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Thursday, August 27, 2015

10 minutes to Better Paintings

'Pawley Impression'                 5x7                 pastel             ©Karen Margulis
Do you want to create more painterly paintings?  Would you like to become a more confident painter?   Do you have 10 minutes a day to spare?  When I was working full time I was lucky if I could find any time to paint but I could always manage 10 minutes. What good can 10 minutes of painting do? The paintings in today's post are all 10 minute studies. Read on to see how they can help.

'Sea Days'        5x7         pastel
"Simplification is about finding large forms or planes, not minutia."  Ann Templeton

I believe the key to painterly work is to learn how to simplify the subject. If we can distill the subject into a collection of simple shapes and start with a good abstraction, we can then decide just how much detail we need to put in.  If we get caught up in the details we tend to tighten up and we can easily lose the freshness. How can we learn to simplify....that's where the 10 minutes comes in.

 I find that the more time I spend on a painting the more details I add and the 'tighter' my painting becomes.  If I want a fresh and loose painting I will stop before I think I am done and then I evaluate how much more I need. At this point I only allow myself one mark at a time. I want to quickly determine the big simple shapes and design of the painting and block them in.  Simplifying things quickly isn't magic it just takes practice...lots of it.  If you can devote 10 minutes a day to doing a quick study....your ability to simplify and paint with a quick and sure hand will improve. Here is a suggested exercise to try:
  • Set up a small area with precut paper size 5x7 or smaller. You should have quick and easy access to your supplies.
  • Have a stack of references photos...you don't want to spend your 10 minutes looking for  photo to paint.
  • Set a timer for 10 minutes. Don't draw your scene with a pencil....block in your big shapes with a pastel or paint brush for oils/acrylics.  You will tend to fill in the lines if your drawing is to precise.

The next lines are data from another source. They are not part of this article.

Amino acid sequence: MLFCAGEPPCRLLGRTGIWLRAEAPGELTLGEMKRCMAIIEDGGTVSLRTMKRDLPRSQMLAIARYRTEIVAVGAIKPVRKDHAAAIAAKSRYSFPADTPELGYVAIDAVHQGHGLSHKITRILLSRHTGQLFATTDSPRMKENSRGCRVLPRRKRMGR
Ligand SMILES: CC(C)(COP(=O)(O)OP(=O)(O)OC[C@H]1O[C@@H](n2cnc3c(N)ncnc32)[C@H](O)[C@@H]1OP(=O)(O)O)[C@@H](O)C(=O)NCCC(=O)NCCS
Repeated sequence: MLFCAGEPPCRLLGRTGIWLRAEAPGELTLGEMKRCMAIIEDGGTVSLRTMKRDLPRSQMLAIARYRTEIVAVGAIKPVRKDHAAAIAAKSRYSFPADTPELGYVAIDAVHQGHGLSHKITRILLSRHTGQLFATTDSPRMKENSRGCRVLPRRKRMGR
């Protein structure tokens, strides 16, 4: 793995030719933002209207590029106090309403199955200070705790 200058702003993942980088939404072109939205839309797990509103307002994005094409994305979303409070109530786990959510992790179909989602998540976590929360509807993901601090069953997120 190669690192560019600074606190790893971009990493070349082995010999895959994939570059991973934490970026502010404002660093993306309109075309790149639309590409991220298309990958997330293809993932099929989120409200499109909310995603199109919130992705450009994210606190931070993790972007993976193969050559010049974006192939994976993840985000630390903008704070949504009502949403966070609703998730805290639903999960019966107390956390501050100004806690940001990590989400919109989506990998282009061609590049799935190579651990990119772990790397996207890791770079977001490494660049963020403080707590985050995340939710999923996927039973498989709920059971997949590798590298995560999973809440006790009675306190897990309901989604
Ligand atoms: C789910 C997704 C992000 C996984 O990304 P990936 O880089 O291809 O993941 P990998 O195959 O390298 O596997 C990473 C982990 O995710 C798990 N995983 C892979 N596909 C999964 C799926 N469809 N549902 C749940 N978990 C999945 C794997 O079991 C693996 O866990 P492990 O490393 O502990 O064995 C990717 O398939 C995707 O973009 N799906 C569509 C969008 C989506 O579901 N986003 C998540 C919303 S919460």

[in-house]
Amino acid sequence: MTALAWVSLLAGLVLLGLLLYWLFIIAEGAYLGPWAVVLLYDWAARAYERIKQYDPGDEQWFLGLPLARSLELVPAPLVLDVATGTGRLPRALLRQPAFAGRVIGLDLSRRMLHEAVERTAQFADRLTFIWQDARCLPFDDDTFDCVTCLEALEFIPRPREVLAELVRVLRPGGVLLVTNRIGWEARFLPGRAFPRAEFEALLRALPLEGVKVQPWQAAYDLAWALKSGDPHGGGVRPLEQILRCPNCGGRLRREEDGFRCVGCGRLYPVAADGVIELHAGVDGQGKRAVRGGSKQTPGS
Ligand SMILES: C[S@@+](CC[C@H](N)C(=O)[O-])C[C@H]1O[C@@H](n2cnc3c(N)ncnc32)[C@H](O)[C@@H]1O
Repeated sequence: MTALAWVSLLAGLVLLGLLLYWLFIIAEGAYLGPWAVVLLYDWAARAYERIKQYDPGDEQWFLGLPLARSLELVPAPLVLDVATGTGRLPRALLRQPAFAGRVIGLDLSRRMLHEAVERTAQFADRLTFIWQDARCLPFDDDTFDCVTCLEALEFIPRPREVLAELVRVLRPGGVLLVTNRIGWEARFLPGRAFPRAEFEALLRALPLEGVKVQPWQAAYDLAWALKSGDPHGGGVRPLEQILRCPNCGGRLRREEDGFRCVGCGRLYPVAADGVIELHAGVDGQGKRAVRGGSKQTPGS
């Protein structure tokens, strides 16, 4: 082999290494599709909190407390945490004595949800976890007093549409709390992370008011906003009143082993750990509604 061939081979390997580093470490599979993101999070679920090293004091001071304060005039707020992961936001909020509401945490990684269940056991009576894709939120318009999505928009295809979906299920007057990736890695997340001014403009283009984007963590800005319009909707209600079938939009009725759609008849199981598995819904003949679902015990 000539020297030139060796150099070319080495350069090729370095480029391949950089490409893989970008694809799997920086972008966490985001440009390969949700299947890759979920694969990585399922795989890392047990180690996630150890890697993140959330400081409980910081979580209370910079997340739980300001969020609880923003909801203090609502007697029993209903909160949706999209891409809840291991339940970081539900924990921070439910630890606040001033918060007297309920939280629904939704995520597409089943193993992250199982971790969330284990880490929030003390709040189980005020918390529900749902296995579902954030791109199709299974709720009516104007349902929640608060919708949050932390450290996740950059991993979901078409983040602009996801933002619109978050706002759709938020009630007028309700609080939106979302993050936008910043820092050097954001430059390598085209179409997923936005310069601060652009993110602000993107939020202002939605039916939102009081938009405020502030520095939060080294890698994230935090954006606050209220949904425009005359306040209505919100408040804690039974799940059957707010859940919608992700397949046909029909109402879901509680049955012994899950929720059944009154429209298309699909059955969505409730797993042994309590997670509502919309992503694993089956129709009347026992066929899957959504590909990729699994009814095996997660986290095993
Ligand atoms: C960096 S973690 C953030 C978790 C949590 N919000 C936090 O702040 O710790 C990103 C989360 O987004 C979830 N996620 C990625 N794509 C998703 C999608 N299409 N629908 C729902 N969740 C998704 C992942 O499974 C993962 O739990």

• Don't worry so much about color for your 10 minute studies....go with you intuition and play with color. The idea is to simplify in these studies not match the color in your references.
  • At the end of 10 minutes STOP. Now look at your study and decide what you would add or take away.  Learn from each study!  Save them and use them for future paintings.


I love doing these quick 10 minute studies and I know that I learn so much from doing them.  The more you do the easier it will be to simplify and to avoid getting bogged down with minutia!


tammy said...

Thanks Karen - this is very helpful. :-)

lapicero 67 said...

Thank for all your effort in this blog. It is great moment every night to read your artcle and learn about art, pastel and life. Thank you so much.

robertsloan2art said...

Thanks for another wonderful article and idea. I need to do this. I've got the good paper for it and it would be so much fun to try to paint within that time limit. Learning to do two or three minute gesture drawings vastly improved my sketching, this will improve my painting too! Yours are always wonderful - and these are simpler than many of them, yet have a raw gorgeous power to them for all that!

Jean E. said...

Great article. As a new painter who works full time, finding 2-3 hours of time to piant is my greatest obstacle. Your comments on the 10 minute study can get me in front of the easel more often, learning to simplify and improving my skills to boot!

gideon sockpuppet said...

As my technical skills have improved, my paintings have tightened up. I need to do some ten minute paintings! Thanks.